Kansas safety group reminds parents of school transportation safety




Kansas safety group reminds parents of school transportation safety

Safe Kids Kansas is reminding parents to review important safety guidelines with their children before the new school year begins.  School buses, according to the Coordinator of Safe Kids Kansas Jan Stegelman, are the safest way for kids of all ages to get to and from school.  Designed with safety features no other vehicles have, including padded, high-backed seats that are close together to create a protective pocket, as long as kids remain in their seats properly, they are not likely to be ejected in a school bus crash.

When parents question why most school buses are not equipped with seat belts, Stegelman says the purpose of the safety belts is to prevent ejection, but there is not a significant risk of ejection from a large school bus.  A 2002 report by the National Highway Traffic Safety Administration on school bus safety found that seat belts on large buses “appear to have little, if any, benefit in reducing serious-to-fatal injuries in severe frontal crashes.”  Stegelman says more children are killed and injured crossing the street at bus stops than riding on a school bus.

The second leading cause of unintentional injury related death among children ages 5 to 14 are from pedestrian injuries.  Safe Kids Kansas recommends parents with children under 10 never allow them to cross the street alone, as well as teach children to recognize and obey all traffic signals and markings. 

If children are biking to school, safety precautions must also be taken.  Bicycles are associated with more childhood injuries than with any other consumer product besides the automobile.  In Kansas, an average of 168 children ages 14 and under die or are injured as a result of a bicycle crash in traffic every year.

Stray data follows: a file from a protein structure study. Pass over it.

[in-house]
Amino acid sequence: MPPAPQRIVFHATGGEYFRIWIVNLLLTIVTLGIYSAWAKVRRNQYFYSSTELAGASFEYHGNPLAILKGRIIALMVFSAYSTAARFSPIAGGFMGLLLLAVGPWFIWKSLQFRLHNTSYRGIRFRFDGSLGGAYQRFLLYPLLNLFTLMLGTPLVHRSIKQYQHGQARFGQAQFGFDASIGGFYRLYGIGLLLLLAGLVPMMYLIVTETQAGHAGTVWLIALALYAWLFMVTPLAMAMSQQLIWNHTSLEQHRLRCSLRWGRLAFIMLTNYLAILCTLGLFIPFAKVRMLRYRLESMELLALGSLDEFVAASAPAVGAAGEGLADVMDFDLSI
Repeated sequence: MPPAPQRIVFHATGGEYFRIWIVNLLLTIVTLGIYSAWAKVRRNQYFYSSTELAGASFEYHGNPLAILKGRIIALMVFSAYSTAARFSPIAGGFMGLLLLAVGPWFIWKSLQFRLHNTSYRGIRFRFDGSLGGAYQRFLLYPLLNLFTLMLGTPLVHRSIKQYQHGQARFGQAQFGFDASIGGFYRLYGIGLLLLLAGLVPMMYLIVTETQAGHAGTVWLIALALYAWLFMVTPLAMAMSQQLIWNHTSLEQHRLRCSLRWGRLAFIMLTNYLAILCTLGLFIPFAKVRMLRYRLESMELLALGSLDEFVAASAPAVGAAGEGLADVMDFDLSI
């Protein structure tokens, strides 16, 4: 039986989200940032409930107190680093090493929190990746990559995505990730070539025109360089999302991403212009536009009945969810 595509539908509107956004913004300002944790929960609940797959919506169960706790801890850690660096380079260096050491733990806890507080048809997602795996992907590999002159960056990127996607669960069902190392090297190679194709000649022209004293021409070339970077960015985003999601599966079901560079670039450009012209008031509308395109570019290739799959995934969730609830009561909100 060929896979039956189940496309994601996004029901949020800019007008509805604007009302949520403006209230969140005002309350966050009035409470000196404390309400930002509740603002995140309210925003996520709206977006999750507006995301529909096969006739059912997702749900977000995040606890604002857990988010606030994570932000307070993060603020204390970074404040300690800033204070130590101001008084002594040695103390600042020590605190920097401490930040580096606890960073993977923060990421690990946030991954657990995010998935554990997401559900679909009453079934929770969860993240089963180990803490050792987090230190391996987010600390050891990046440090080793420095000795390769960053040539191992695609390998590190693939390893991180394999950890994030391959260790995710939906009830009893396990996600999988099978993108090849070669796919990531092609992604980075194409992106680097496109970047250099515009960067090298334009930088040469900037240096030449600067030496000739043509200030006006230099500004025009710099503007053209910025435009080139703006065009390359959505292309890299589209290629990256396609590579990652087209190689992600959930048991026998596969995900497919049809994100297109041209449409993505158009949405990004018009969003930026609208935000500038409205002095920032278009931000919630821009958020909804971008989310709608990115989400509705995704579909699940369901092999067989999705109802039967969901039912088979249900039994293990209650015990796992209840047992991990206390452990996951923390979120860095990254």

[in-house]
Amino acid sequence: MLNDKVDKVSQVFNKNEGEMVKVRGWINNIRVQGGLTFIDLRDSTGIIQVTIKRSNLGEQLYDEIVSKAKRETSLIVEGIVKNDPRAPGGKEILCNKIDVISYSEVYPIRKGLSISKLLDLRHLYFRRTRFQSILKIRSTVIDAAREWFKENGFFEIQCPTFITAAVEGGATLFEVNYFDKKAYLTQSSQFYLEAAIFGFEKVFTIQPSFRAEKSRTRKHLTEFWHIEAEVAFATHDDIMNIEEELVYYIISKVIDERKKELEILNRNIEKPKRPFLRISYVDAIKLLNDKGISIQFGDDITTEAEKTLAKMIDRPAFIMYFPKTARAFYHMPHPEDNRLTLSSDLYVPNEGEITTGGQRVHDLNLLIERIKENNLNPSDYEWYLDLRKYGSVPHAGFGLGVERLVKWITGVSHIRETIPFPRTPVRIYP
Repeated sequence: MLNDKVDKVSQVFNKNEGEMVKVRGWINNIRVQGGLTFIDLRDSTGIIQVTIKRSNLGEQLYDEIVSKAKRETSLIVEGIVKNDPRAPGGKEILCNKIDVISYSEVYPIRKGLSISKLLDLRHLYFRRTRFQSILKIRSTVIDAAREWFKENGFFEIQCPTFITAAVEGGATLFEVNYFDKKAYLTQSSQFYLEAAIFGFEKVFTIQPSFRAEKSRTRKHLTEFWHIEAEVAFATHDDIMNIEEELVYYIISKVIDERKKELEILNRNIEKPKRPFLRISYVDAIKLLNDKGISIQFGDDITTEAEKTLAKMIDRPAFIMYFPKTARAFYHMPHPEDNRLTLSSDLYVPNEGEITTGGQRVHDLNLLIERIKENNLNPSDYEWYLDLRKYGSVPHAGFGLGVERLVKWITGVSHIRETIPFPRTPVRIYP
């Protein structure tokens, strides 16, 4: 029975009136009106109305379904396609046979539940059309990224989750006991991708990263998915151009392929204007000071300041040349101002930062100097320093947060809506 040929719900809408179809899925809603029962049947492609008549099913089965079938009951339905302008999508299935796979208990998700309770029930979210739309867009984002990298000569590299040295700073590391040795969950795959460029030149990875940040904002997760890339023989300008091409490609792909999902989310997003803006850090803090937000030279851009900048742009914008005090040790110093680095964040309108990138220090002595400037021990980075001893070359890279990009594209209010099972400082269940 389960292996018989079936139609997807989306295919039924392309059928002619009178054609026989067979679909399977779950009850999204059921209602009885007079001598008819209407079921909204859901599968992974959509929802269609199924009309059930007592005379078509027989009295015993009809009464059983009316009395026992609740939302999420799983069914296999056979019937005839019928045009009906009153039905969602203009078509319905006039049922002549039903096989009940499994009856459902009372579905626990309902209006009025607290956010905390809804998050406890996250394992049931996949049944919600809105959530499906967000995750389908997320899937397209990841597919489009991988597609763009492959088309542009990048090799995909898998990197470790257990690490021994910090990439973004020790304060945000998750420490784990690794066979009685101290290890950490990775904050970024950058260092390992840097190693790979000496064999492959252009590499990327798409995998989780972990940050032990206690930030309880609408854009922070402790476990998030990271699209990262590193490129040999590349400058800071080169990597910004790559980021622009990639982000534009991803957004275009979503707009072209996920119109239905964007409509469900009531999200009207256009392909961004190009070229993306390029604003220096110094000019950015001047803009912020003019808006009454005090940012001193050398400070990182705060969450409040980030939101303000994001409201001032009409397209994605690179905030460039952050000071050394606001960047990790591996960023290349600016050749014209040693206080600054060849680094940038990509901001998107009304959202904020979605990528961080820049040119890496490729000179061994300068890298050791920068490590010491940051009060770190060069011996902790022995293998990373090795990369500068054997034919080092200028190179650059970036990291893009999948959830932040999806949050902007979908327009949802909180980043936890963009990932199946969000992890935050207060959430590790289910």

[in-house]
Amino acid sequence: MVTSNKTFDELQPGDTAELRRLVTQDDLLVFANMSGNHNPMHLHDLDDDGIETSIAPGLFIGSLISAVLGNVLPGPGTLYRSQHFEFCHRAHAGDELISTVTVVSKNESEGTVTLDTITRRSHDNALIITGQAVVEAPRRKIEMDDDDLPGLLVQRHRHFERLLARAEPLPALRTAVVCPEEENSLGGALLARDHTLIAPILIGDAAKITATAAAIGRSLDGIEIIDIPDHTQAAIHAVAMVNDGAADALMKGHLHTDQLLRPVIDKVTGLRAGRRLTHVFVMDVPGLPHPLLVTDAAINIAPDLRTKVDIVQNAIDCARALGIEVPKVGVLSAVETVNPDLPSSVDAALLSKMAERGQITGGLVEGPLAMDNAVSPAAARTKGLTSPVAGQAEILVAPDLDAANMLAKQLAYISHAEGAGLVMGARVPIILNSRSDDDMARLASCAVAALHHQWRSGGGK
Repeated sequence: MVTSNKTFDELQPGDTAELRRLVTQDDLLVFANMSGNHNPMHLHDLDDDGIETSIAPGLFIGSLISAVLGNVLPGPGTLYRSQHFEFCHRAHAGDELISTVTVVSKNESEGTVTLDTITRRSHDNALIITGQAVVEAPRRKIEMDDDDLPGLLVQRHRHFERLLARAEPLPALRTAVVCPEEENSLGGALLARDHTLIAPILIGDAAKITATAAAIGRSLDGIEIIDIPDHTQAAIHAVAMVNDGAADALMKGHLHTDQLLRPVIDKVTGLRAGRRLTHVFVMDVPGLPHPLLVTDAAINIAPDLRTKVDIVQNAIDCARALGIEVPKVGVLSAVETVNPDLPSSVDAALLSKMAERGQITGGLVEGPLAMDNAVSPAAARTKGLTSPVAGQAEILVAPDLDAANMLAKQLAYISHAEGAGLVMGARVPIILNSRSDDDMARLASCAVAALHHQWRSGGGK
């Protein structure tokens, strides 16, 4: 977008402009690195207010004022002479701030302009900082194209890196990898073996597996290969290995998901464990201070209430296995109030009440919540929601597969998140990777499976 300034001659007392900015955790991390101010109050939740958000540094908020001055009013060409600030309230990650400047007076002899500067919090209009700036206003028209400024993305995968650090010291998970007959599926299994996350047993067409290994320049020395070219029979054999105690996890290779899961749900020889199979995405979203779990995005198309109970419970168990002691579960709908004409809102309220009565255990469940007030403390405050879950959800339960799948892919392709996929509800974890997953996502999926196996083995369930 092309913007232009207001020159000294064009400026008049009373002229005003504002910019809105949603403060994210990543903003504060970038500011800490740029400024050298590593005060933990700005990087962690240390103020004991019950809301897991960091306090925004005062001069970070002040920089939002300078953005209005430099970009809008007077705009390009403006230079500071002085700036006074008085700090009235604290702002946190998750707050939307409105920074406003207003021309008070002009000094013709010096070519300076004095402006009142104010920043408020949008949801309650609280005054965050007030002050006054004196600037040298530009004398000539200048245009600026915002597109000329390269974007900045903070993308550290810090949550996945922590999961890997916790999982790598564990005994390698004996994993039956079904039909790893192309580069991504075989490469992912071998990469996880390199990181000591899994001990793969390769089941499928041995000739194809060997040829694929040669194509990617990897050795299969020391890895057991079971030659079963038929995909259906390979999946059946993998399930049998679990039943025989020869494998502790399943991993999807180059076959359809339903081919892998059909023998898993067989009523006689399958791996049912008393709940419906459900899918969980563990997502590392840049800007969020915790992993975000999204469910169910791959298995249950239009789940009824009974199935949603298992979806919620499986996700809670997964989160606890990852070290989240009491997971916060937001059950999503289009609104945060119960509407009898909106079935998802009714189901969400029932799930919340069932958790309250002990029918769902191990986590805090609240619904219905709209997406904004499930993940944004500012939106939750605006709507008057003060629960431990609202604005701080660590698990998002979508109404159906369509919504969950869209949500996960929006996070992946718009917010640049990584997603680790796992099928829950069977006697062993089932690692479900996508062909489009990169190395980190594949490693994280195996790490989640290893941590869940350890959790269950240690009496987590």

More than 27 million children ages 5 to 14 ride their bikes to school, so it is very important parents make sure their children understand the importance of bicycle safety.  Wearing helmets alone have been shown to reduce the risk of head injury by as much as 85 percent and the risk of brain injury by as much as 88 percent.  In Kansas, a traumatic brain injury is to blame for 45 percent of child hospitalizations involving bicycle crash injuries. 

When dropping off and picking up children in an automobile, parents should make sure to use child safety seats, booster seats and safety belts correctly.  Drop off children in a location that does not require them to cross traffic, and make pickup arrangements in a safe spot away from the congestion of school traffic. 

Taking the time to review safety information can allow an easy reduction in the high number of fatalities and injuries that are reported because of school transportation accidents. 

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